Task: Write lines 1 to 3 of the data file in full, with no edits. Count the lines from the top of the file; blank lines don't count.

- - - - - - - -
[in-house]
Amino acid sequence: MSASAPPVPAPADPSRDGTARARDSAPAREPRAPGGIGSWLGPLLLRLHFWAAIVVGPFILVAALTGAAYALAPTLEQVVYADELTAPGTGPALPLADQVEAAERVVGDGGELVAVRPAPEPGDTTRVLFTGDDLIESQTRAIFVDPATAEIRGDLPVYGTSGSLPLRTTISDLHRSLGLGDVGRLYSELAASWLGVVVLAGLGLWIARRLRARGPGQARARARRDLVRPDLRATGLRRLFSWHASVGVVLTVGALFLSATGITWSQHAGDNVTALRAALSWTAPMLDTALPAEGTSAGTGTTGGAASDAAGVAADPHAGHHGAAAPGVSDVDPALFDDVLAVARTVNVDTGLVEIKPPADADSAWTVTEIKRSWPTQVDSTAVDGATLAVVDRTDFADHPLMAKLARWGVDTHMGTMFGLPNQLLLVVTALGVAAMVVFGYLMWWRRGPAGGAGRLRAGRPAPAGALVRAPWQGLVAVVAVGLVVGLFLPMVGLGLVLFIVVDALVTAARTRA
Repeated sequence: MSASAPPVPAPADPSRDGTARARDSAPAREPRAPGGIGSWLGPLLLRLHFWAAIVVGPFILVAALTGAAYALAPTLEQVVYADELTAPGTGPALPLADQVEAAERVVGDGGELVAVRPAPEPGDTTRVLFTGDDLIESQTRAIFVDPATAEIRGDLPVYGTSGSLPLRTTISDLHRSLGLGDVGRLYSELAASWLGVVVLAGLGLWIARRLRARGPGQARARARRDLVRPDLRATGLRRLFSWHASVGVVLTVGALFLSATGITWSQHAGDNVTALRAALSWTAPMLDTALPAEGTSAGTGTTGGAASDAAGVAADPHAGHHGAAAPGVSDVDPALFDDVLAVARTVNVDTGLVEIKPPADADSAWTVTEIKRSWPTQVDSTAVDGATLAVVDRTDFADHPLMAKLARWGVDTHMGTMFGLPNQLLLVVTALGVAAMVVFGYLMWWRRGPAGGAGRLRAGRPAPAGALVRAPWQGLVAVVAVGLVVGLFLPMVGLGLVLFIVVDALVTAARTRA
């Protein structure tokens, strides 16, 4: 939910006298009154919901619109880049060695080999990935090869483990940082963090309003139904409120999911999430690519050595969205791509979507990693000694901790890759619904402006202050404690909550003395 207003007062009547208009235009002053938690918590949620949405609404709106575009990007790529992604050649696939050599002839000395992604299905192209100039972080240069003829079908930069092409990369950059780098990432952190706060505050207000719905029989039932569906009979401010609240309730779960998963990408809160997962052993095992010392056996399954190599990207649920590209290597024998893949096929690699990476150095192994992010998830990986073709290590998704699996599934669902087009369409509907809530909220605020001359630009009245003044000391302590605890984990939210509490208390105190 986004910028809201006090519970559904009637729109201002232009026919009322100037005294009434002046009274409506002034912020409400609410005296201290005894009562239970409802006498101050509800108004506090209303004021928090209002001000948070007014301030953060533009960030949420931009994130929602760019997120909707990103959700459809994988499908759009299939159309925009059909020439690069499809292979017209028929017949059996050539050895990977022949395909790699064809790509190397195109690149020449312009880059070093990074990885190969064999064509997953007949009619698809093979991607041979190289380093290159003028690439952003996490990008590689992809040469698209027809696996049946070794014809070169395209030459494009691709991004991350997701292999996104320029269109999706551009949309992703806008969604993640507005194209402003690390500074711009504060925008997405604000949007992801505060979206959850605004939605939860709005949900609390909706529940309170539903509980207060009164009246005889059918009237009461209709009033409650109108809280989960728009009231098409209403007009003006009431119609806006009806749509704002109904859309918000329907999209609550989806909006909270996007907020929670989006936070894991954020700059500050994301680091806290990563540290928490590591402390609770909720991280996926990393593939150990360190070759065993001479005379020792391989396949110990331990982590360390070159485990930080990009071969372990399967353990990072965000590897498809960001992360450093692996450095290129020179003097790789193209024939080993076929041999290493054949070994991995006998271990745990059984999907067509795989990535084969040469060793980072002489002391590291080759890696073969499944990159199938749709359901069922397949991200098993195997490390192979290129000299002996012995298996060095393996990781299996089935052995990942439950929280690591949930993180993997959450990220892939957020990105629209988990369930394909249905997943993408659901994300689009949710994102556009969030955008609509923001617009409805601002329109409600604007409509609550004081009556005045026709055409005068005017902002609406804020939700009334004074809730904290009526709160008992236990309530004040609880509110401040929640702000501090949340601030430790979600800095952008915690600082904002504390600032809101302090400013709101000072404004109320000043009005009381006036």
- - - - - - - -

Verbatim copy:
[in-house]
Amino acid sequence: MSASAPPVPAPADPSRDGTARARDSAPAREPRAPGGIGSWLGPLLLRLHFWAAIVVGPFILVAALTGAAYALAPTLEQVVYADELTAPGTGPALPLADQVEAAERVVGDGGELVAVRPAPEPGDTTRVLFTGDDLIESQTRAIFVDPATAEIRGDLPVYGTSGSLPLRTTISDLHRSLGLGDVGRLYSELAASWLGVVVLAGLGLWIARRLRARGPGQARARARRDLVRPDLRATGLRRLFSWHASVGVVLTVGALFLSATGITWSQHAGDNVTALRAALSWTAPMLDTALPAEGTSAGTGTTGGAASDAAGVAADPHAGHHGAAAPGVSDVDPALFDDVLAVARTVNVDTGLVEIKPPADADSAWTVTEIKRSWPTQVDSTAVDGATLAVVDRTDFADHPLMAKLARWGVDTHMGTMFGLPNQLLLVVTALGVAAMVVFGYLMWWRRGPAGGAGRLRAGRPAPAGALVRAPWQGLVAVVAVGLVVGLFLPMVGLGLVLFIVVDALVTAARTRA
Repeated sequence: MSASAPPVPAPADPSRDGTARARDSAPAREPRAPGGIGSWLGPLLLRLHFWAAIVVGPFILVAALTGAAYALAPTLEQVVYADELTAPGTGPALPLADQVEAAERVVGDGGELVAVRPAPEPGDTTRVLFTGDDLIESQTRAIFVDPATAEIRGDLPVYGTSGSLPLRTTISDLHRSLGLGDVGRLYSELAASWLGVVVLAGLGLWIARRLRARGPGQARARARRDLVRPDLRATGLRRLFSWHASVGVVLTVGALFLSATGITWSQHAGDNVTALRAALSWTAPMLDTALPAEGTSAGTGTTGGAASDAAGVAADPHAGHHGAAAPGVSDVDPALFDDVLAVARTVNVDTGLVEIKPPADADSAWTVTEIKRSWPTQVDSTAVDGATLAVVDRTDFADHPLMAKLARWGVDTHMGTMFGLPNQLLLVVTALGVAAMVVFGYLMWWRRGPAGGAGRLRAGRPAPAGALVRAPWQGLVAVVAVGLVVGLFLPMVGLGLVLFIVVDALVTAARTRA